appeal mechanisms was Re: Ombuds-process
ekr at rtfm.com
Sun Jun 29 22:35:04 CEST 2003
Keith Moore <moore at cs.utk.edu> writes:
> I think the problem is that too much of what gets to IESG has failed to
> consider important design considerations and/or is of poor quality.
> By the time the documents get to IESG, there's little that IESG can do to fix
> the problem - and there is a significant chance that *any* action that IESG
> takes would either warrant an appeal (say, because it approved a document
> containing technical errors), or cause someone to believe that IESG had acted
> When working groups do their jobs properly, there's already consensus on the
> document (not just within the working group, but through the entire community)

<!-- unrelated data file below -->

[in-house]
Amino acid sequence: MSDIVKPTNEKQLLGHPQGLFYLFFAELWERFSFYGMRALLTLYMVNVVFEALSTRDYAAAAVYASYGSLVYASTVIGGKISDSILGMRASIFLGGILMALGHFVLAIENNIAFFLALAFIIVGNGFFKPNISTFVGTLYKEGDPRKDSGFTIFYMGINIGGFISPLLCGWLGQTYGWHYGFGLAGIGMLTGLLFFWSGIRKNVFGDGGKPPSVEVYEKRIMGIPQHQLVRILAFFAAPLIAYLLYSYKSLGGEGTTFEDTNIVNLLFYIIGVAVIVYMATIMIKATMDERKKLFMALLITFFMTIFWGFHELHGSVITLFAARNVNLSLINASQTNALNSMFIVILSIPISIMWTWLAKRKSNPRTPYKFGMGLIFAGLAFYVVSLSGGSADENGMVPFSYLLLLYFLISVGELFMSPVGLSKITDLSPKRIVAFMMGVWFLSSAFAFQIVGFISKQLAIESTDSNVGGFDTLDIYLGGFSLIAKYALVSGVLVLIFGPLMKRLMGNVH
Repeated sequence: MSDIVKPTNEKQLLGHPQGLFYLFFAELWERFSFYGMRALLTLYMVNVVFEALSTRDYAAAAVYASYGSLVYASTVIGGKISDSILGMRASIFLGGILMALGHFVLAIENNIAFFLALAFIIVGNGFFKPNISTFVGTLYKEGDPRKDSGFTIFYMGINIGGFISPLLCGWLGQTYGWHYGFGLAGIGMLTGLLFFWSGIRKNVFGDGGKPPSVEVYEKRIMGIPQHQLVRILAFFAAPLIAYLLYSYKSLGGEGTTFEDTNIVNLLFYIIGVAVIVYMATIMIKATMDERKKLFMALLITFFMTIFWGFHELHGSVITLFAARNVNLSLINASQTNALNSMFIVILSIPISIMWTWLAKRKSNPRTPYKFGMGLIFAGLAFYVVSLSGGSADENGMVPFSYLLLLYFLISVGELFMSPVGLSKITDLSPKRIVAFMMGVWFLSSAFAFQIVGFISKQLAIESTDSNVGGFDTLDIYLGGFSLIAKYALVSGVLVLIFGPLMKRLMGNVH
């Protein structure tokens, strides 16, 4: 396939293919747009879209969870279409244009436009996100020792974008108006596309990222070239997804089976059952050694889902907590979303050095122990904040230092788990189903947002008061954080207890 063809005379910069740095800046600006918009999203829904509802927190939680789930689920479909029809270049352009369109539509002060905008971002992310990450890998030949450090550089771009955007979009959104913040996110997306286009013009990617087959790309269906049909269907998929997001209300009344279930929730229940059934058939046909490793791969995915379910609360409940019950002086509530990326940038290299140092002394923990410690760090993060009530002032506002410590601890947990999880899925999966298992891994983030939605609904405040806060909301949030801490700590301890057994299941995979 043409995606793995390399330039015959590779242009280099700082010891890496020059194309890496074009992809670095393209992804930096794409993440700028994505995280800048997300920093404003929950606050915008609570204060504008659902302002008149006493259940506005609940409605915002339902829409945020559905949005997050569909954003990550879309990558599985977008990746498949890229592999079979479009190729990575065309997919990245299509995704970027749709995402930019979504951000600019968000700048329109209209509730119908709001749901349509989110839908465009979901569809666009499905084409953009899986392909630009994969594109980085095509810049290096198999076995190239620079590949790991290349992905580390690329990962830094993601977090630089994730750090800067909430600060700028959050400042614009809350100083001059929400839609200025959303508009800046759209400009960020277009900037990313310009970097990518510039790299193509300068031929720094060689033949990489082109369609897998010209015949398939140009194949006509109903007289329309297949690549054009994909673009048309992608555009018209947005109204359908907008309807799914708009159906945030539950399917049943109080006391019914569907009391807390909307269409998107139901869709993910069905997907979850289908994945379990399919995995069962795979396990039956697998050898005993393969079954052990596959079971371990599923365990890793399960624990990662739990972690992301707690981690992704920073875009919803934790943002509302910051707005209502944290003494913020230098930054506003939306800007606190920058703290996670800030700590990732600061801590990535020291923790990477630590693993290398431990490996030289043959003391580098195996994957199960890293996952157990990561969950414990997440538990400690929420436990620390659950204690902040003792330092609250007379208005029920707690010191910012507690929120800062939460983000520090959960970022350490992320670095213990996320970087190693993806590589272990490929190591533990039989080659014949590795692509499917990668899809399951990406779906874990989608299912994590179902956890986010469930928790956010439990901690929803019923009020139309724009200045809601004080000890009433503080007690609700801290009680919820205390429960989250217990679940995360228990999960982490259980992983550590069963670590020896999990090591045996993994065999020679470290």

> *before* the document goes to IESG, and IESG's job is easy.
> So what we need to do is insist that working groups make IESG's job easy.
The obvious way to do that would be for the IESG to block
documents that don't meet their standards. If they're not
going to do that, how do you propose that "we" insist that
the WGs make the IESG's life easy?
[Eric Rescorla ekr at rtfm.com]
More information about the Problem-statement